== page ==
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Home > Catholic Encyclopedia > S > Franz Schubert

Franz Schubert

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Composer, b. at Vienna, 31 January, 1797; d. there 19 November, 1829. He studied under his father, and subsequently under Holzer and Salieri, and in 1807, was first boy soprano in the Lichtenthal choir. In October, 1808, he entered the Imperial Choristers School, and soon gave evidence of extraordinary musical genius as a composer, his first effort being a pianoforte duet, early in 1810. During 1811 and 1812 he produced many instrumental pieces, also a "Salve Regina" and a "Kyrie". He left the Choir School in November, 1812, and took up work as a schoolmaster in order to avoid conscription. His "First Mass in F" was finished on 22 July, 1814, and performed by the Lichtenthal choir under the direction of Holzer. Competent critics have pronounced this mass as perhaps the most wonderful first work by any composer save the case of Beethoven's "Mass in C". Schubert conducted the second performance at the Augustinian church on 26 October, his brother, Ferdinand, presiding at the organ. During the same year he produced a symphony and a "Salve Regina";, as well as some songs and instrumental pieces. His famous "Erl King", dates from November, 1815, as does his "Mass in G" — wonderful for a boy of eighteen. His compositions for 1816 include a "Salve Regina", a "Stabat Mater", a "Tantum Ergo", and a "Magnificat", as also two symphonies, and some delightful songs including the "Wanderer". He conducted the music at high Mass at the Alterehenfelder church on Easter Sunday, 1820, and in the same year produced an Easter cantata and an opera. His productivity from 1821 to 1824 was enormous, "Rosamunde" and his "Mass in A flat" being of permanent value. His glorious "Ave Maria" dates from 1825, apropos of which he writes that at the time he was filled with overpowering devotion to the Blessed Virgin. The three Shakespearean songs of 1826 are still of interest. In 1827 he was gratified with a eulogy from the dying Beethoven, whom he visited in his last illness, and whose remains he followed to the grave. He subsequently wrote an opera, a number of songs, and the second part of the "Winterreise". Early in June, 1827, he was elected a member of the musical society of Vienna, and in 1828, produced his marvelous "Symphony in C", his "Mass in E flat", an oratorio, a hymn to the Holy Ghost, a string quartet, a "Tantum Ergo" in E flat, and a lovely "Benedictus". His last appearance in public was on 3 November, 1828, when he went to hear his brother's new "Requiem": he died a fortnight later, and his obsequies were celebrated in the little Chapel of St. Joseph in Margarethen. On 21 November, the body was interred at Wahring, close to the grave of Beethoven, and on 23 December his solemn month's mind was celebrated in the Augustinian Church, when a "Requiem" by Huttenbrenner was performed. The corpse was re-interred in the central cemetery, Vienna, on 23 September 1888. Schubert produced a phenomenal amount of music, his songs alone numbering about six hundred and three. His compositions came into prominence owing to their advocacy by Liszt, Schumann, and Mendelssohn, but he was in advance of his time and it was not until thirty years after his death that his wonderful genius was fully appreciated. Essaying all forms of composition, he was successful in all, and he may be regarded as second only to Beethoven. In particular, his unfinished symphony, his "Rosamunde" Entr'acte, his "Mass in E flat", and about a dozen of his songs are immortal masterpieces.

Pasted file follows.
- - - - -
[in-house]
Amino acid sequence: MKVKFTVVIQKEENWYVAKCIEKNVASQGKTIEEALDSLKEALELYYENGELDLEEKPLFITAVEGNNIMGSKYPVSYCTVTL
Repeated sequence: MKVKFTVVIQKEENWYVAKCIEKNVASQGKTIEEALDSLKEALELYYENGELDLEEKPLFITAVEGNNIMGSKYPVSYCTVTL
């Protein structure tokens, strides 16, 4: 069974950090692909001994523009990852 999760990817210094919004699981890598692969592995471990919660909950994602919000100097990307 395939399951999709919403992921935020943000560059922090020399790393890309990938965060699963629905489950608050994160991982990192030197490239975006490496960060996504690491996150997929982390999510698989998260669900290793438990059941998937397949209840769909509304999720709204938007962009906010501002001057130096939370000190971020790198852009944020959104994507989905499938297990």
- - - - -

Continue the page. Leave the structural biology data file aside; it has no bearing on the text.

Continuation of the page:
Sources

Von Hellborn, Franz Schubert (Vienna, 1865); Frost, Schubert (London, 1881); Grove, Dict. of Music and Musicians, IV (London, 1909).

About this page

APA citation. Grattan-Flood, W. (1912). Franz Schubert. In The Catholic Encyclopedia. New York: Robert Appleton Company. http://www.newadvent.org/cathen/13591b.htm

MLA citation. Grattan-Flood, William. "Franz Schubert." The Catholic Encyclopedia. Vol. 13. New York: Robert Appleton Company, 1912. <http://www.newadvent.org/cathen/13591b.htm>.

Transcription. This article was transcribed for New Advent by Ferruccio Germani.

Ecclesiastical approbation. Nihil Obstat. February 1, 1912. Remy Lafort, D.D., Censor. Imprimatur. +John Cardinal Farley, Archbishop of New York.

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